Editorial Day: How to Write Real Good

Flomu (or whatever he calls himself now) has decreed that today shall be Editorial Day. So I shall oblige and write an editorial. In the spirit of Flomu himself, a self-proclaimed cynical asshole, I’ll write a meta post explaining how much other bloggers suck and pissing everyone off giving helpful writing advice. This is more intended for other bloggers than for my regular readers, so you might want to skip this, unless you’re interested in improving your own writing.

How to Write Real Good

  1. Have something to say.
  2. Say it.
  3. Stop.


First, let me acknowledge that I am not the world’s best writer. A more accurate title for this post would be “How to Not Write Crap.” Because honestly, that is likely all you will have time for as a blogger, especially as an episodic blogger who publishes at least a post a day.

If I say so myself, I do ok with step three: see two of my favorite posts. Some writers seem to think that length is a good thing: I see them brag about how they wrote a thousand word post on Twitter. Later, I go read the thousand word post, and it manages to say less than my zero word post did. So before you write a thousand word post, make sure you have something to say! And once you say it, stop! It takes your readers time to read your posts. Don’t make that time wasted.

My biggest difficulties are with steps one and two. I don’t always have a lot to say, especially with episodic posts. But that’s where step three comes in, because when I don’t have anything more to say, I stop. I’d much rather read (and write) a ten word post that says very little than a thousand word post that says the same thing.

And when I do have a lot to say, I tend to have a bit of a problem with step two (I think). I write as if I’m talking to myself, and if something is obvious, I skip over it. The problem is that things that seem obvious to me are not necessarily obvious to everyone else, and vice-versa.

But in general, step two is the easy one, although of course you could spend a lifetime improving at it. It’s steps one and three that give people the most difficulty.

Here’s one suggestion for step one: organize your thoughts. Don’t just put everything in a mass of paragraphs. I like to plan out what I’m going to say before I even start writing. I put in the section headers beforehand, and have an outline of what I’m going to say. Before I used section headings, my writing was a rambling mess, and I felt that using sections helped immensely. This will help with step three as well, since once you’ve fleshed out the topics, you’re done.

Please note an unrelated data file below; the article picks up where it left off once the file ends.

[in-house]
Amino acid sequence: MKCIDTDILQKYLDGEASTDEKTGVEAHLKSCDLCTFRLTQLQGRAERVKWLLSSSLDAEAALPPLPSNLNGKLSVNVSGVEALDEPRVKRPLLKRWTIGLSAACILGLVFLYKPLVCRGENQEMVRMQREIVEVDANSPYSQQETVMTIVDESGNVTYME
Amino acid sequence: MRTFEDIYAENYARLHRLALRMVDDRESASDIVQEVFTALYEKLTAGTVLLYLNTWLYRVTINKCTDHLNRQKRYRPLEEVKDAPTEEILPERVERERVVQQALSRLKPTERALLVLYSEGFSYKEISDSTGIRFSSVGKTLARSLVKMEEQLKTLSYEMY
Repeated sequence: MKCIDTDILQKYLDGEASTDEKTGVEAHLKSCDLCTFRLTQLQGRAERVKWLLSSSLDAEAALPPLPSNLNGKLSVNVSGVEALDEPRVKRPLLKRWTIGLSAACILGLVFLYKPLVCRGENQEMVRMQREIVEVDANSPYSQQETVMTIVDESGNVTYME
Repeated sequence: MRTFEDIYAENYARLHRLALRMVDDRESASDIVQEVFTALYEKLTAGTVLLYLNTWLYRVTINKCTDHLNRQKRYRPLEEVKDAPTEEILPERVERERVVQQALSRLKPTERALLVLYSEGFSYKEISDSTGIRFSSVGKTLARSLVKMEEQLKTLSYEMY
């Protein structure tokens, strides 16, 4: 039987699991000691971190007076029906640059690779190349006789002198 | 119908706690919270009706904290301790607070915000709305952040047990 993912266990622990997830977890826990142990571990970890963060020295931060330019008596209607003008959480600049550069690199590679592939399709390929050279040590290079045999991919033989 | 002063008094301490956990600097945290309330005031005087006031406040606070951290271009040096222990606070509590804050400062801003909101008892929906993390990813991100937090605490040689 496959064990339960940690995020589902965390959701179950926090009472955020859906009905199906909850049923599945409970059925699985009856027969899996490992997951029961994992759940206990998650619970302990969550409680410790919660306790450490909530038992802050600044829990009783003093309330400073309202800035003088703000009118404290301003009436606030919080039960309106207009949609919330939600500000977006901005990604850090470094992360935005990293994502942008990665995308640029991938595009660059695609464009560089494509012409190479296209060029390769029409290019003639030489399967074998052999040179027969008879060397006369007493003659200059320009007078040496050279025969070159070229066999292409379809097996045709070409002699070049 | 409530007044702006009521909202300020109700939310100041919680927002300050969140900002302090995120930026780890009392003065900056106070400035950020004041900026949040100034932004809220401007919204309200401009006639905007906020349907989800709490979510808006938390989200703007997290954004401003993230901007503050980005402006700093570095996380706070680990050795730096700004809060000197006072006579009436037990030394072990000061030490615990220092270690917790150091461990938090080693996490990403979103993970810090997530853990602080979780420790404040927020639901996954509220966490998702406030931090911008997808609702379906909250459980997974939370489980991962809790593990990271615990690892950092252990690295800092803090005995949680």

An essential part of having something to say is limiting what you’re going to say. I could easily write a thousand page book analyzing Mawaru Penguindrum, for example. But I don’t. No one wants to read that. Pick some important points, and say them. Try to say everything and you end up saying nothing at all.

Also, use lists and relevant pictures when necessary! You’re writing something for people to read, not trying to impress your high school English teacher.

How to Make Me Read Your Blog

I subscribe to over eighty blogs, which publish over fifty items per day. Unfortunately, if I would like to do anything besides read blogs all day, I cannot read all of these posts. I’d estimate that I read about 10% of the posts, skim 40%, and skip the rest. How do I decide which to read, skim or skip?

Well, the best way to get all your articles in the read pile is to write interesting posts! Two of my favorite bloggers to read are animekritik and E Minor (E Minor, come back!). They always have something interesting to say, and are masters at step one. They both know how to stop, as well. I’ll read everything they write, even if it’s about a show I haven’t seen. Check out some of their posts for good examples.

But, not everyone will always have the most interesting things to say. Here are some easy steps you can take to move your post up to the skim or read piles:

  1. Make your post viewable in Google Reader! I am lazy. If I have to open a new tab to read your post, my enthusiasm will wane. There is no excuse for not doing this. Hey, Anya, BeldenOtaku, Justin, Riyoga, AOIA, Nakayo, Glo, feal87, TWWK and Marina, I’m talking to you! On a related note, make sure your pictures work in Google Reader! And create a favicon!
  2. Give a thoughtful title to your posts. This is the first part of your post I read, and your first chance to catch my attention. And no, “Mirai Nikki 11” is not a thoughtful title.
  3. A blog post is not a letter! I’ll give a shout out to my friends beldenotaku and feal87! If you haven’t hooked me by your title, I’ll decide whether to read your post or not based on the first sentence. If that sentence begins with “Hey minna” or “Hello everyone” I’ve already lost interest. Just say what you want to say, don’t add pointless fluff!
  4. Don’t summarize! Perhaps some people read blogs for summaries, but this is how to make me read your blog. I have already watched the episode, and reading a summary is a waste of my time. If I haven’t watched the episode, it’s because I didn’t like the show and am not going to read your post anyway. I will skip anything that smacks of a summary. So if you must summarize, clearly delineate the summary from your own thoughts. I might scroll down to read your thoughts then.
  5. Talk about anime, not how much you suck (you don’t!), how busy you are, or your lengthy quest to write your blog post. Some personal stuff is fine, but don’t let your blog be about your journey to write a blog.

Doing these things will increase the chances I’ll read your post. But again, the best way is to write interesting posts. The take-away message is:

  1. Have something to say.
  2. Say it.
  3. Stop.

They say one who masters English is to become the Masterof all. Go forth and become the Masterof all!

60 thoughts on “Editorial Day: How to Write Real Good

    1. Today is Editorial Day, where you too can be a cynical asshole! Forgot to mention it, but you guys are also great at step one.

  1. Awesome post. Ugh summaries, and a smaller ugh to posts not readable in google reader. I open a tab for two-thirds of all posts anyway, but I prefer to be able to read the post without doing so for the remaining third I feel like it. Summaries I always skip, and long posts without substance are what made me unfollow several blogs.

    1. “I open a tab for two-thirds of all posts anyway, but I prefer to be able to read the post without doing so for the remaining third.”

      Ignore the “I feel like it” part :P. This is what I get for editing on the run and not reading the entire comment before posting.